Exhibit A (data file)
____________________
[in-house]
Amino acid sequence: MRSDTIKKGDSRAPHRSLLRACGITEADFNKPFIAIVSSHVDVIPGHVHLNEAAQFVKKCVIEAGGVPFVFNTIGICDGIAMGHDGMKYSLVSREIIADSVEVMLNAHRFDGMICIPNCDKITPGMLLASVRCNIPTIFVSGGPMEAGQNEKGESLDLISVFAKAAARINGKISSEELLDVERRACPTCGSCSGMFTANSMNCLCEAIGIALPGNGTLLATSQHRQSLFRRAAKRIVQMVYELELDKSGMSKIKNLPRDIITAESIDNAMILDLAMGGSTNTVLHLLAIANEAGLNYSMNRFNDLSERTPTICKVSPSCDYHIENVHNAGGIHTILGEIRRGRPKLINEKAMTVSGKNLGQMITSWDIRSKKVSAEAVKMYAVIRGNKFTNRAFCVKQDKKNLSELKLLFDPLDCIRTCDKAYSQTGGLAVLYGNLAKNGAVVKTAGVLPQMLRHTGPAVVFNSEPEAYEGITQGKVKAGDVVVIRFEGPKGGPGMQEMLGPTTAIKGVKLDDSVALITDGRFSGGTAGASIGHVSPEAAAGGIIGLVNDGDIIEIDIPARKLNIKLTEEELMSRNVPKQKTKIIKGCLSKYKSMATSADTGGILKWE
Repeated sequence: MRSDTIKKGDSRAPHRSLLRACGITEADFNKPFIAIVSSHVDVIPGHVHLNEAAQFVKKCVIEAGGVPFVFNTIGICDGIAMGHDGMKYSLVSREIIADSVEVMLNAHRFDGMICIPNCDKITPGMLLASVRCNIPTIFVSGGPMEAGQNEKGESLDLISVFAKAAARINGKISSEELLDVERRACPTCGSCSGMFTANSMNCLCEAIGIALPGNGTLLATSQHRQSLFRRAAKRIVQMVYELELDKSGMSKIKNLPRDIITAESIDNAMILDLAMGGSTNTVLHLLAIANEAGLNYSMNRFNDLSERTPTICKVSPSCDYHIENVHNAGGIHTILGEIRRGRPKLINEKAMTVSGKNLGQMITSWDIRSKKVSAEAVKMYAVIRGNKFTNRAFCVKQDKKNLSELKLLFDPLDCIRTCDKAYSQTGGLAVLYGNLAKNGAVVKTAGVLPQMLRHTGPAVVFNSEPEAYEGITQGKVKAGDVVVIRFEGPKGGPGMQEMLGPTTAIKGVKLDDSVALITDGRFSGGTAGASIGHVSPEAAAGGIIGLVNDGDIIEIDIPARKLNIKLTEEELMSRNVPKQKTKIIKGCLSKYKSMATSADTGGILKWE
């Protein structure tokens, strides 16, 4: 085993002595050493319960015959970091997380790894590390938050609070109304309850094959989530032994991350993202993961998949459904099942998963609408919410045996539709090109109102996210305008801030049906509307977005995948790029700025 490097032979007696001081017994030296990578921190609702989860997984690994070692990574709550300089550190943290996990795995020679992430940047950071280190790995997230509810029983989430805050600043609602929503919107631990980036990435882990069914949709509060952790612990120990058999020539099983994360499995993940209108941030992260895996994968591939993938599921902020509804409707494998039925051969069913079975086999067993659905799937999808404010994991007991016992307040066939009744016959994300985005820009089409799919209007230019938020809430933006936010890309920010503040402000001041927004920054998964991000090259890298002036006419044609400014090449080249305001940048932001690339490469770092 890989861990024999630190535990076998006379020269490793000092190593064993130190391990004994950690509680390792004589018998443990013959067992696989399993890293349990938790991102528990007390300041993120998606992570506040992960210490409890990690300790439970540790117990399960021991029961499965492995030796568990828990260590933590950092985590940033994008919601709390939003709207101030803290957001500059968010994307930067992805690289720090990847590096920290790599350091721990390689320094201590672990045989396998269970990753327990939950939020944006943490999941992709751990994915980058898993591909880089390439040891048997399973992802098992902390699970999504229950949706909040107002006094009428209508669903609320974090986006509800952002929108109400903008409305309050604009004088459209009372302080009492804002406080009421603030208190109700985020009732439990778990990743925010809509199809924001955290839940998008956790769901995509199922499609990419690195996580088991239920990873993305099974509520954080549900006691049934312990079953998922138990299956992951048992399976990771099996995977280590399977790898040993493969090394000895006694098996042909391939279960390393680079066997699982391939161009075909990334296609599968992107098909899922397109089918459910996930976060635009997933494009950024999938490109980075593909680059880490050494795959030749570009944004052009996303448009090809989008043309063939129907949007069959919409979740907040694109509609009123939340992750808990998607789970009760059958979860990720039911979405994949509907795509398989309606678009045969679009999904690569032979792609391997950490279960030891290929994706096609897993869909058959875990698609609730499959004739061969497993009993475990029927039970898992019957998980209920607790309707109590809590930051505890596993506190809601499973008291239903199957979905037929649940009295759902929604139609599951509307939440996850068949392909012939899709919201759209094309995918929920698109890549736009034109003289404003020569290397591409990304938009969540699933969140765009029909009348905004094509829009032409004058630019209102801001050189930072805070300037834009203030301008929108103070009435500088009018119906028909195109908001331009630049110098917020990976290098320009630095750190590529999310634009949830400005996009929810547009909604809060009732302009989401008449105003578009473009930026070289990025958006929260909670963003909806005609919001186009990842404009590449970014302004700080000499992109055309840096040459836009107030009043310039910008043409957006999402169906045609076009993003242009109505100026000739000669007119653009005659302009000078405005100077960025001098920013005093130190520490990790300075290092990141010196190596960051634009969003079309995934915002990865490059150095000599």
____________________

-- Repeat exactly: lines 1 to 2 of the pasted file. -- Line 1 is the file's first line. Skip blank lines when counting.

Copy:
[in-house]
Amino acid sequence: MRSDTIKKGDSRAPHRSLLRACGITEADFNKPFIAIVSSHVDVIPGHVHLNEAAQFVKKCVIEAGGVPFVFNTIGICDGIAMGHDGMKYSLVSREIIADSVEVMLNAHRFDGMICIPNCDKITPGMLLASVRCNIPTIFVSGGPMEAGQNEKGESLDLISVFAKAAARINGKISSEELLDVERRACPTCGSCSGMFTANSMNCLCEAIGIALPGNGTLLATSQHRQSLFRRAAKRIVQMVYELELDKSGMSKIKNLPRDIITAESIDNAMILDLAMGGSTNTVLHLLAIANEAGLNYSMNRFNDLSERTPTICKVSPSCDYHIENVHNAGGIHTILGEIRRGRPKLINEKAMTVSGKNLGQMITSWDIRSKKVSAEAVKMYAVIRGNKFTNRAFCVKQDKKNLSELKLLFDPLDCIRTCDKAYSQTGGLAVLYGNLAKNGAVVKTAGVLPQMLRHTGPAVVFNSEPEAYEGITQGKVKAGDVVVIRFEGPKGGPGMQEMLGPTTAIKGVKLDDSVALITDGRFSGGTAGASIGHVSPEAAAGGIIGLVNDGDIIEIDIPARKLNIKLTEEELMSRNVPKQKTKIIKGCLSKYKSMATSADTGGILKWE